Canada’s a pretty great place to live. And it’s not just us tooting our own horns when we say that—international rankings place us consistently at or near the top of the list when it comes to comparing quality of life in different countries. We’ve got accessible, high-quality health care, a good education system, and, overall, a fantastic quality of life.
We fall way short of our international awesomeness in one area, though: paid vacation time.
Canadian are overworked and under-vacationed
Yup. According to a 2013 study done by the Centre for Economic and Policy Research, Canada ranks third last among economically advanced countries in terms of mandatory paid vacation days—and, quite frankly, we fall well behind many countries that aren’t so economically advanced as well.
Most Canadians get 10 paid vacation days—two five-day workweeks—of leave per year, with folks who live in Saskatchewan getting an additional five days. In addition, depending on the province or territory, workers also get six to 10 additional paid holidays: federal holidays like New Year’s Day, for example, or provincial holidays like Family Day or Islanders Day.
That sounds great—a minimum of 16 days off!—until you start comparing that with other countries. Then our vacation time seems…well, a little depressing. Certainly enough to make you want to take a vacation.
Let’s consider Austria. They get 25 paid vacation days (yes, that’s five workweeks). Plus, they also get 13 paid public holidays, bringing the grand total of days off in a year up to a whopping 38. In France and Finland, people get 25 vacation days and 11 paid holidays. In Cambodia, there are only 15 paid vacation days, but a whopping 27 paid holidays.
But that’s not even the top of the pile.
Kuwaitis get 30 days of paid vacation and 13 paid holidays. (If you’re doing the math, that’s 43 days.) On top of that, once you’ve worked at your job for two years, you get a one-time 21-day leave to perform the hajj, the pilgrimage to Mecca that observant Muslims must make once in their lifetimes.
We don’t use the days we get
We probably shouldn’t complain too much, though. One study by Expedia showed that, in 2015, Canadians chose not to take a whopping 10 million vacation days overall—demonstrating that even if we had more days available, we might not take them.
That’s probably not a good idea. Burnout isn’t great for productivity, and working too much has a demonstrably negative effect on your health. In fact, Japan—which ranks even lower than Canada in available paid time off and willingness to take vacation—has a word for death caused by “occupational exhaustion”: karoshi.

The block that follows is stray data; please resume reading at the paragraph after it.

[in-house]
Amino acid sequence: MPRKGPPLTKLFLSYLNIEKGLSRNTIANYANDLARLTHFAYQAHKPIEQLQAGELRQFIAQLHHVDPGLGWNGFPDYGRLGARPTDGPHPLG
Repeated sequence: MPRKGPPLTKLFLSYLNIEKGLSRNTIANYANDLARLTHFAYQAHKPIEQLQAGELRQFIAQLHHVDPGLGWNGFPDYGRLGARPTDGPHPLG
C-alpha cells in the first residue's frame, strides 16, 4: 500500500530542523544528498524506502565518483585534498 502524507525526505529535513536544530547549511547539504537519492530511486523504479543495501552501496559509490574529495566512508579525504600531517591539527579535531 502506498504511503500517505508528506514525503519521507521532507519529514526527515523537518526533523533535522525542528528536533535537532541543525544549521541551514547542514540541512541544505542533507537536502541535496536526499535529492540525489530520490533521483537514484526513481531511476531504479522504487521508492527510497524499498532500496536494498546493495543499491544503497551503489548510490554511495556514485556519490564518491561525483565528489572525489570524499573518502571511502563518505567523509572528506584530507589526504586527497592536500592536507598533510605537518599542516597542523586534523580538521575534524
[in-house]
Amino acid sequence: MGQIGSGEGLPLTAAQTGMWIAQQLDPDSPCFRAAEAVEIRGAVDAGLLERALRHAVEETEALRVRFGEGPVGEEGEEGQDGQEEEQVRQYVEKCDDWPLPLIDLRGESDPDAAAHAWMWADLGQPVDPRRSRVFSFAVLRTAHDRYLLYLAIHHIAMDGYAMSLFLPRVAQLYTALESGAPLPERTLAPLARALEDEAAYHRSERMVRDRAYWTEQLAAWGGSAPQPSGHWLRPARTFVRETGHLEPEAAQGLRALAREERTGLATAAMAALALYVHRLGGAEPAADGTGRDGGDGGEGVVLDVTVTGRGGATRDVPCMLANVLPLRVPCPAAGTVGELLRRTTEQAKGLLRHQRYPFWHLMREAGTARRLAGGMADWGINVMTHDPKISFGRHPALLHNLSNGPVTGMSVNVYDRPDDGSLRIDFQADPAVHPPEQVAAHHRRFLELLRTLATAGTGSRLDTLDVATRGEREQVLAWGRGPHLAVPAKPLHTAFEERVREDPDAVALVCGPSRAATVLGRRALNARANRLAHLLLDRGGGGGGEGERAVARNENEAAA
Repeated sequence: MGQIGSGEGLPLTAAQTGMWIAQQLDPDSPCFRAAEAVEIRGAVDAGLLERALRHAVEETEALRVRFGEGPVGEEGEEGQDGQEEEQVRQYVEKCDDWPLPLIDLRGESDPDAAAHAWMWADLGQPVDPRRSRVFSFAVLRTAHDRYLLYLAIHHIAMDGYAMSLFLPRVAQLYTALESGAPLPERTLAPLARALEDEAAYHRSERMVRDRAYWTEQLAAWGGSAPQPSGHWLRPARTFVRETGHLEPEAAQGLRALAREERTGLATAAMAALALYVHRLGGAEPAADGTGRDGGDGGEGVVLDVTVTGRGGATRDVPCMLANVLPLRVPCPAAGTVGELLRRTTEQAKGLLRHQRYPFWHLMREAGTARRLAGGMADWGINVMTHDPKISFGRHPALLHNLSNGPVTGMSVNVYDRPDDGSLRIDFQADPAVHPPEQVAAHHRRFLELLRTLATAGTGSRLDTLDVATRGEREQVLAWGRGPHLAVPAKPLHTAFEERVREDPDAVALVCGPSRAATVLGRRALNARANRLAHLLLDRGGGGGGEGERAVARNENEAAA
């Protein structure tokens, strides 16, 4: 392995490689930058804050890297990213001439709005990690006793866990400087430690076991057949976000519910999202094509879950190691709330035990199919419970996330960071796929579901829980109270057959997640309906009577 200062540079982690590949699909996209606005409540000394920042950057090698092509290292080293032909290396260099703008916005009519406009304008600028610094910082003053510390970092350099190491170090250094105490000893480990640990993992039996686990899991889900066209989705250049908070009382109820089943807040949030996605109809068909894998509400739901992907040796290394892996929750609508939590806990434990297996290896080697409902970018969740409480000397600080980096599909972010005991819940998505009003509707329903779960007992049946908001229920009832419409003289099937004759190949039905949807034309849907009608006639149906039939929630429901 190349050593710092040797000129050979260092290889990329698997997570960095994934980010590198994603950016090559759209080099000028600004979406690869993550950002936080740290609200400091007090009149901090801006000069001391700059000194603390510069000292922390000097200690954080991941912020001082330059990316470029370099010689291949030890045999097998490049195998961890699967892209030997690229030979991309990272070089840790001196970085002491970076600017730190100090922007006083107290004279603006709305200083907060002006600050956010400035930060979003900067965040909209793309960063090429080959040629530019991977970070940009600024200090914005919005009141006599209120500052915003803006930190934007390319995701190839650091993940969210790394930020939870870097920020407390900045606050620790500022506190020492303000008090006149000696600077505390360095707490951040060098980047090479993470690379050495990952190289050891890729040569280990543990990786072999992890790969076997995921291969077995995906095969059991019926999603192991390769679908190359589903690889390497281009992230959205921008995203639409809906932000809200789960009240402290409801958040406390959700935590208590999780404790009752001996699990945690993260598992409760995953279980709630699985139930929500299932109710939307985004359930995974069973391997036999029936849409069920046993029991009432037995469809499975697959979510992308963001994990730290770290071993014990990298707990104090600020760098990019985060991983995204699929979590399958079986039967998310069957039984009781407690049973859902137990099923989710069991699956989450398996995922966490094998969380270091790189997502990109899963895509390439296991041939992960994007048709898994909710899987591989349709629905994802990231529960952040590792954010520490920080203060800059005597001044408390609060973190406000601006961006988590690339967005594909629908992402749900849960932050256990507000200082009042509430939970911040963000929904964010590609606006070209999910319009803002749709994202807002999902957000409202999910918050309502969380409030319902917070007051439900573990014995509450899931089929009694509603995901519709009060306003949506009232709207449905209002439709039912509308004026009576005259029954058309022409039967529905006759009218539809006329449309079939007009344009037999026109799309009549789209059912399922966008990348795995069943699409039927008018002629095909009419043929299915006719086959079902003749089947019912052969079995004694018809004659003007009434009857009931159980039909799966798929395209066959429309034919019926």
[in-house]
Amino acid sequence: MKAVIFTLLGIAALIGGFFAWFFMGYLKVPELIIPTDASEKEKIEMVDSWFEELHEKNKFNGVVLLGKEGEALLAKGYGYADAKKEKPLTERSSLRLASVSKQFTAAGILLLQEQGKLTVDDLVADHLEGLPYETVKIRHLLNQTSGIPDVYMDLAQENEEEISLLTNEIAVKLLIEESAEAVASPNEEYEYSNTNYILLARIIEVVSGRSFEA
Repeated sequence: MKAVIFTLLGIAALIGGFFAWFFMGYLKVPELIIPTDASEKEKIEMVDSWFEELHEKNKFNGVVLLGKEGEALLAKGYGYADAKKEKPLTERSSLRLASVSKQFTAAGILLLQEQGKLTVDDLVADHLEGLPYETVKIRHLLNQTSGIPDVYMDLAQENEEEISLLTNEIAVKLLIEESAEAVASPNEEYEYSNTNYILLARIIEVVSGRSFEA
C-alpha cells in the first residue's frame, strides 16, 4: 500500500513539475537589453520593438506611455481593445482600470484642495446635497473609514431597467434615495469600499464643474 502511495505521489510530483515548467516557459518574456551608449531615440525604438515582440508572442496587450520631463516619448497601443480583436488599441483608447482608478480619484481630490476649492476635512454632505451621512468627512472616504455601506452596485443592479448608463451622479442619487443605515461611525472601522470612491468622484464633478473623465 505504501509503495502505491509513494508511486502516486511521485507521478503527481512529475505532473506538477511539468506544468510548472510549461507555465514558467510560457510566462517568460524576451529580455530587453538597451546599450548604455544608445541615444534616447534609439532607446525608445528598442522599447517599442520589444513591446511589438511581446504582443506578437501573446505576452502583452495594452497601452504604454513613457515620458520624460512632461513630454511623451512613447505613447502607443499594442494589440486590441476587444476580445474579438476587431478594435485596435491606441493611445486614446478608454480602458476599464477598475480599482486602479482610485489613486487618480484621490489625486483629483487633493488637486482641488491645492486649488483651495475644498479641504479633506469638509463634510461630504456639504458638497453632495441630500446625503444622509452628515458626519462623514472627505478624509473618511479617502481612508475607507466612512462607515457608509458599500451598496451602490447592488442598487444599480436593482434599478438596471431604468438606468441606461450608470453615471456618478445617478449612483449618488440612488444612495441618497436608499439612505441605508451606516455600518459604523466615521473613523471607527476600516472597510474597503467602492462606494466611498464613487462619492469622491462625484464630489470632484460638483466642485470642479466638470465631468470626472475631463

Beyond the health risks, though, vacations can be a valuable time to step away and start to think about your job in new ways, giving you valuable perspective and, often, new ways to look at and solve problems.
Or, you know, just catching up on sleep and that novel you’ve been meaning to read for four years. That’s a good thing too.
Some companies have instituted mandatory vacation, essentially forcing workers to stay out of the office for a set time every year. Still other organizations offer unlimited vacation, with the idea that employees who take the time they need will be better rested and therefore more creative and, ultimately, productive.
So take the vacation days you’ve got. Go to the cottage. Go somewhere interesting. Or just stay home and enjoy where you are.
And get into the spirit of your province’s public holidays, too. After all, why wouldn’t you want to celebrate Louis Riel Day (Manitoba), St. Patrick’s Day (Newfoundland and Labrador), or Grey Cup Parade Day (Prince Edward Island)?
We’re not the worst
Of course, even with our paltry 10 days, it could be worse: we could live in the US, who ranks last. Dead last. That’s because there is no federally mandated paid vacation time at all, leaving it up to employers to grant leave. This means that almost a quarter of Americans get no paid vacation or public holidays at all—and the average number of paid vacation days among employees who do get leave is 7.6 days. So it could be worse.
But it could be so, so much better.